HUNDREDS of criminal suspects have been claiming free legal aid many times in the same year.
It is the first time the scale of the practice has been revealed, with a total of 666 suspects getting a free consultation with a solicitor more than once last year while they were in custody in a garda station.
The Irish Independent has learned that Justice Minister Alan Shatter is now planning to deny legal aid to criminals believed to have hidden assets or else charge them for it in an attempt to reduce the €50m-plus cost of the scheme.
One suspect received free legal aid on 12 separate occasions in the space of 12 months, while another got it nine times.
This is the tip of the iceberg as it only represents the free legal advice given in garda stations at a cost of €887,000 a year. It does not take account of free legal aid given to criminals for court appearances, which costs €50.5m a year.
The Department of Justice has confirmed it is constitutionally impossible to cut off free legal aid to criminals if they have no assets or income as they are entitled to a fair trial.
Fine Gael Mayo TD John O'Mahony said: "There would be lots of them on social welfare, so there should be something taken back from them over a period. A lot of people are in need, but there doesn't seem to be any restriction on this."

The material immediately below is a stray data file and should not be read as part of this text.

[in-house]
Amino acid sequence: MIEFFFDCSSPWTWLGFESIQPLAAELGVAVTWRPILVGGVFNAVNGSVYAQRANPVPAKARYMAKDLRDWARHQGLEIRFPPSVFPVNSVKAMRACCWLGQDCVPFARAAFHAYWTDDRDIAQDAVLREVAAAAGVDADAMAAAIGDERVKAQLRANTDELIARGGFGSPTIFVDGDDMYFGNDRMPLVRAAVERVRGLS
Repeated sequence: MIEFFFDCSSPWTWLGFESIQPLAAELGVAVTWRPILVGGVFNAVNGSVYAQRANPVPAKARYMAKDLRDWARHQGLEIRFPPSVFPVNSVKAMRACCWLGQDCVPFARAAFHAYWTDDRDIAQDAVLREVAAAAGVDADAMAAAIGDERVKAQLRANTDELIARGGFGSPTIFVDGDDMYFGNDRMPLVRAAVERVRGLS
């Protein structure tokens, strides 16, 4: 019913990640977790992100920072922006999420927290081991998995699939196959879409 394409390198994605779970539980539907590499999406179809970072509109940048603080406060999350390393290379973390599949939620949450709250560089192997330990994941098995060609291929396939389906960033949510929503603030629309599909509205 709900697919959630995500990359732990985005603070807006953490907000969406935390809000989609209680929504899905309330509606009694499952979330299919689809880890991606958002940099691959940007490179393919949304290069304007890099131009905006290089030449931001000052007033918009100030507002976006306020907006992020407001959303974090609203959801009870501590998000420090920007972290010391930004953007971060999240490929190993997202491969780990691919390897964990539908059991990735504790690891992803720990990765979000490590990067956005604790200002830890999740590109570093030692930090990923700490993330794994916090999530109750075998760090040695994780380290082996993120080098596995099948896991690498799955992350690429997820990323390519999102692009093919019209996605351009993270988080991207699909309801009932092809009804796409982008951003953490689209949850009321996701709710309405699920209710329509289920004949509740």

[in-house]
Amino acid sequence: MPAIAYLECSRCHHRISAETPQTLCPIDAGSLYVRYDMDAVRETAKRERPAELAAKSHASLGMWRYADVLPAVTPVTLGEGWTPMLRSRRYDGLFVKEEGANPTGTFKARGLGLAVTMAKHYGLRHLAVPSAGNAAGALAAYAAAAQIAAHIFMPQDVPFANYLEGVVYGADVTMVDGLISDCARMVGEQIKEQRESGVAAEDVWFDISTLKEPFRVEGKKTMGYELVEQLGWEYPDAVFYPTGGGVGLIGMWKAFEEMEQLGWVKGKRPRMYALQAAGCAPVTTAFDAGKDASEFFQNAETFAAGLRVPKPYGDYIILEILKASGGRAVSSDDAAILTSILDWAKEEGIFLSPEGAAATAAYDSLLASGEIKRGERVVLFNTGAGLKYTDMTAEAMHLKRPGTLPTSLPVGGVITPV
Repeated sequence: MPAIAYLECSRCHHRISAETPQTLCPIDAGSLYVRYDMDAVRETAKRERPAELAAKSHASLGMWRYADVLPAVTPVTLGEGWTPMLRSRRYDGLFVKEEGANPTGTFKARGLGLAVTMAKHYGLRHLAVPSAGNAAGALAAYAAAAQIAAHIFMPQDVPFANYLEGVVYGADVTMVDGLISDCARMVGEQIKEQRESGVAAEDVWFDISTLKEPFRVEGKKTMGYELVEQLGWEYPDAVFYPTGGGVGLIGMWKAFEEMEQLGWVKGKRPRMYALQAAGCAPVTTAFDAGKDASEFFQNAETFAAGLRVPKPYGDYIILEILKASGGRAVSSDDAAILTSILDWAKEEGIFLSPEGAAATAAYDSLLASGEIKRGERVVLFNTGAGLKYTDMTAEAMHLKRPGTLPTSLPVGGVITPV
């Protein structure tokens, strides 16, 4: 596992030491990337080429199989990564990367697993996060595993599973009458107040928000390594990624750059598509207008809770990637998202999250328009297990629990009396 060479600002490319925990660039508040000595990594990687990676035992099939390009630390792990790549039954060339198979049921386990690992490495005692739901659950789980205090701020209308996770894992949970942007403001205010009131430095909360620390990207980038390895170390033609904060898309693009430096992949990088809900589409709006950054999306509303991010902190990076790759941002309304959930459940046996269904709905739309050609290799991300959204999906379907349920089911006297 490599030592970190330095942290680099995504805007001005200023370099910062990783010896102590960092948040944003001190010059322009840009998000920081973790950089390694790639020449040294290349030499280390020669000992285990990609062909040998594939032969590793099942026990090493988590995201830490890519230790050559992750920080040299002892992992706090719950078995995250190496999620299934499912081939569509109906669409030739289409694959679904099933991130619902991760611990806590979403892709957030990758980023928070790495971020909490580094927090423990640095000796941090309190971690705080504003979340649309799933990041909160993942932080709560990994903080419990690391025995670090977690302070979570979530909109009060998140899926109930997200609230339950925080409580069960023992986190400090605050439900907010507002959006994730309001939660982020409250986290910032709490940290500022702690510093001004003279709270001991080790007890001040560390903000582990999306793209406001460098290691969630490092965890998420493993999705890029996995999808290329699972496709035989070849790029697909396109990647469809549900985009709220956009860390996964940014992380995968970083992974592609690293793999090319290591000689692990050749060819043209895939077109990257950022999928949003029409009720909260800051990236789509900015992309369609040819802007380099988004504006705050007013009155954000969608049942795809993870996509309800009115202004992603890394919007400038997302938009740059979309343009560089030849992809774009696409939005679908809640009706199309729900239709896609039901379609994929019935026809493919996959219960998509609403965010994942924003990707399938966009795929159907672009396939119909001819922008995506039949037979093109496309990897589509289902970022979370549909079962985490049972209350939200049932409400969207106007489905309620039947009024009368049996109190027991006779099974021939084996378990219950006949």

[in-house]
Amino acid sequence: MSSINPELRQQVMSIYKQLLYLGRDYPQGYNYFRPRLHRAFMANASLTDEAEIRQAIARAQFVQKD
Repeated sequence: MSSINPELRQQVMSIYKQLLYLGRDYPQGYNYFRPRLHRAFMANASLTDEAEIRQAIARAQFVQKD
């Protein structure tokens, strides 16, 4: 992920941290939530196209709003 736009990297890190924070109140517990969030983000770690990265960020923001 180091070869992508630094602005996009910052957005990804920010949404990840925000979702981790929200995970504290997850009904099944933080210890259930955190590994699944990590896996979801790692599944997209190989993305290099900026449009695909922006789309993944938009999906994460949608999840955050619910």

The Legal Aid Board, which provided the Irish Independent with the statistics, provides free legal aid to people on low incomes in civil cases such as divorces, separations and child support payments, but since the end of 2011 it has also been responsible for the free criminal legal aid scheme in garda stations.
Chief executive Dr Moling Ryan said people who accessed free legal aid up to 12 times in a garda station in a year were likely to be getting the same support in court. The board pays solicitors €97 to advise an arrested person in a garda station, rising to €132 out of hours.
The 666 suspects who claimed free legal aid twice or more last year represent 16pc of the 4,155 claims under the scheme, but no such statistics are available for the main criminal legal aid scheme.
Judges are responsible for free legal aid in court, and can look for more evidence before granting it if they believe a suspect may have hidden wealth.